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“Discovering the world’s largest cave passage”
A joint British and Vietnamese caving expedition
Vietnam 2009 Expedition –Introduction
When planning the 2009 expedition I wondered if this trip would be our last visit to the Ke Bang Massif in central Vietnam. This would be our 11th visit to this remarkable area and caves were becoming harder to discover compared with previous expeditions. We had already explored over 115k of the most spectacular river caves in the world including the Hang Phong Nha system at over 56k long and the Hang Vom system at 37k. Both these cave systems had provided us with many treasured memories of cave exploration at its very best. Therefore when we left for Vietnam in March 2009 I did have my doubts whether the 2009 trip would live up to everyone’s expectations. How wrong could I have been?
The 2009 expedition like all before was a joint venture with our good friends from Hanoi University. We have been working with them now for nearly 20 years and have made many true friends in that time. Prof Quang My, the head of the Vietnamese team for many years is now blind and unable to work. He is sadly missed by all, but Mr. Ngygen Hieu has taken over the lead and has done a wonderful job.
This expedition was also the first cave diving trip in Vietnam. Again with the assistance of Hanoi University we were able to import at short notice a compressor from China as well as the usual paraphernalia that goes with diving.
The expedition had no big going lead other than a huge shaft in the middle of the massif. Three teams generally went out into the jungle for up to 6 days at a time returning to base to swap around. We have no communication between groups and so each group must be self sufficient. Each team would have with them Vietnamese jungle men who act as guides and porters. These men are the true stars of the trip and it is a great experience to go in the jungle with these men. Many of the guides we use have an amazing knowledge of the jungle and the whereabouts of caves. This is primarily due to the necessity to go hunting in the jungle when times were very hard post American war. Caves were often used for shelter and usually provided a water source. Animals often come down to the caves to drink and thus caves were a good site for hunting various animals.
Many of the caves we explored involved long difficult walks over awkward terrain and our guides and porters all made this seem very easy. They looked after us extremely well and were always at hand to assist us in any way they could. The jungle lads often cooked for us and we did not go hungry if we ever relied upon the Vietnamese. That could not be said if you relied upon me. The first trip out for one group was to try and complete the Hang Vom through trip, never been done before and picking up some cave on the way through and also involving a dive in a prime section of the cave. After 2 days of caving through some remarkable caves of the upper Hang Vom system we got well lost in the jungle. We had run out of food and could not find the entrance to the next cave which is a critical key in the through trip. Thus a very hungry team made their way out of the jungle with a very valuable lesson learnt, bring more food or bring a guide and he will catch you some food.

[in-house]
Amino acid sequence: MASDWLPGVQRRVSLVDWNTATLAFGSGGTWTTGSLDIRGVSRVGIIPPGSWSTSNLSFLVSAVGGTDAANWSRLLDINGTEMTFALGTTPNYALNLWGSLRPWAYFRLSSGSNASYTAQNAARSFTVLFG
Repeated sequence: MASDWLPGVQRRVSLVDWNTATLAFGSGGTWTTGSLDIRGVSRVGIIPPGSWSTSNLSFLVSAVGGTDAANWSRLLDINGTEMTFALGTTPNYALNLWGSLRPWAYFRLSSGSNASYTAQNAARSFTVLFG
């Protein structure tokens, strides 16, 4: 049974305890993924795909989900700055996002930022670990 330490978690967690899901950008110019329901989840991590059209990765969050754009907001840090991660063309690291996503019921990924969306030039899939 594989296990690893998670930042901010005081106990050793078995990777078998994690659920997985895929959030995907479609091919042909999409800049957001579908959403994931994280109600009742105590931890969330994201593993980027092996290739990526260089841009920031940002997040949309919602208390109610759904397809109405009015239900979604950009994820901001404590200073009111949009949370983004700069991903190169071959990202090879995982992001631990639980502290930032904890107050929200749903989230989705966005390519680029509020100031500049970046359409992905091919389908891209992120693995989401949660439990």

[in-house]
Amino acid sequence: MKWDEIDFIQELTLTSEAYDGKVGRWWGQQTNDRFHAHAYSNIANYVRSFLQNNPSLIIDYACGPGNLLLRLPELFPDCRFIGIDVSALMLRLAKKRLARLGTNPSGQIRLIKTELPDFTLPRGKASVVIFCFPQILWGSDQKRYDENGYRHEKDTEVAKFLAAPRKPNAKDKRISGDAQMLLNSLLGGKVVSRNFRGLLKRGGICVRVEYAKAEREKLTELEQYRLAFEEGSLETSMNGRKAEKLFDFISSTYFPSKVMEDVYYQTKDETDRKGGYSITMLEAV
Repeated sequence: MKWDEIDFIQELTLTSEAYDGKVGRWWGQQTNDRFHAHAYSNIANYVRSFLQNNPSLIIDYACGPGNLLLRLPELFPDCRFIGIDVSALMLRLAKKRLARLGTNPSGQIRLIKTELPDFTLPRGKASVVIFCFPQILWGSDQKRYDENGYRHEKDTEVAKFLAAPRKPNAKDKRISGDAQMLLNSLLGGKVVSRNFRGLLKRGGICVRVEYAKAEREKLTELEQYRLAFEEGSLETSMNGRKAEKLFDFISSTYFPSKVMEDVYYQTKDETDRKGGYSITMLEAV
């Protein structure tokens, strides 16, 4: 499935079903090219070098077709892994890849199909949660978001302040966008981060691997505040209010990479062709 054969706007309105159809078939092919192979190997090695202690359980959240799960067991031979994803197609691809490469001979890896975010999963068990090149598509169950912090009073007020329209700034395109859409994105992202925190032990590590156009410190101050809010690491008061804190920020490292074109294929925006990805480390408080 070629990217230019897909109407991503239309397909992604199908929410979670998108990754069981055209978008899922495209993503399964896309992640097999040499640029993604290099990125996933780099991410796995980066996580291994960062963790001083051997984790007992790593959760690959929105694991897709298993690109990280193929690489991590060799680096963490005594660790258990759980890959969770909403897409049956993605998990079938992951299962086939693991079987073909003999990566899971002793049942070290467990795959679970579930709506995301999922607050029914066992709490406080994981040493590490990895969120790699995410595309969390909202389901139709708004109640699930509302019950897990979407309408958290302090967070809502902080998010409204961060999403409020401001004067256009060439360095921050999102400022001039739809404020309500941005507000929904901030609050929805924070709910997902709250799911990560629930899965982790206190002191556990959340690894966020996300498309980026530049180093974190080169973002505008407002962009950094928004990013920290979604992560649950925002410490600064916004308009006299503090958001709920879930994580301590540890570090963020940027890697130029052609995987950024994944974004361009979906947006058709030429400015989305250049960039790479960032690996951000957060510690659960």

All trips out into the massif were great experiences and many epics were had in the company of excellent people.
The 2009 trip will be remembered for the discovery of Hang Son Doong, what is now thought to be the largest cave passage in the world. We knew that a cave was likely to be present in this area and had a good idea it would be fairly big due to its inlet caves being Hang En with passage width of up to 140m and 130m high and Hang Khe Ry at generally 50m x 50m. We had asked our guides for caves in this area before and only in 2008 did Mr. Ho Khanh rediscover the entrance to the cave which he found originally in 1990 when he was hunting in this very remote part of the massif. In 1990 this would have been an extremely difficult place to visit.
By Vietnamese standards Hang Son Doong is not a large entrance. At 30m wide and 10m high you only see the entrance at the last minute of the walk. We explored over 6k in this truly awesome cave and the way on is still continuing. It certainly is the best going lead in world caving and one we plan to attempt to push early next year.
We also have many new caves to explore and a number to continue pushing from this year’s expedition. The 2009 expedition therefore proved to be a huge success. The people of Quang Binh are extremely lucky to have such an area of outstanding natural beauty much of which is unexplored. There are possibly bigger caves still to be found in the Ke Bang Massif and we look forward to having the chance to return to this fabulous part of Vietnam in 2010.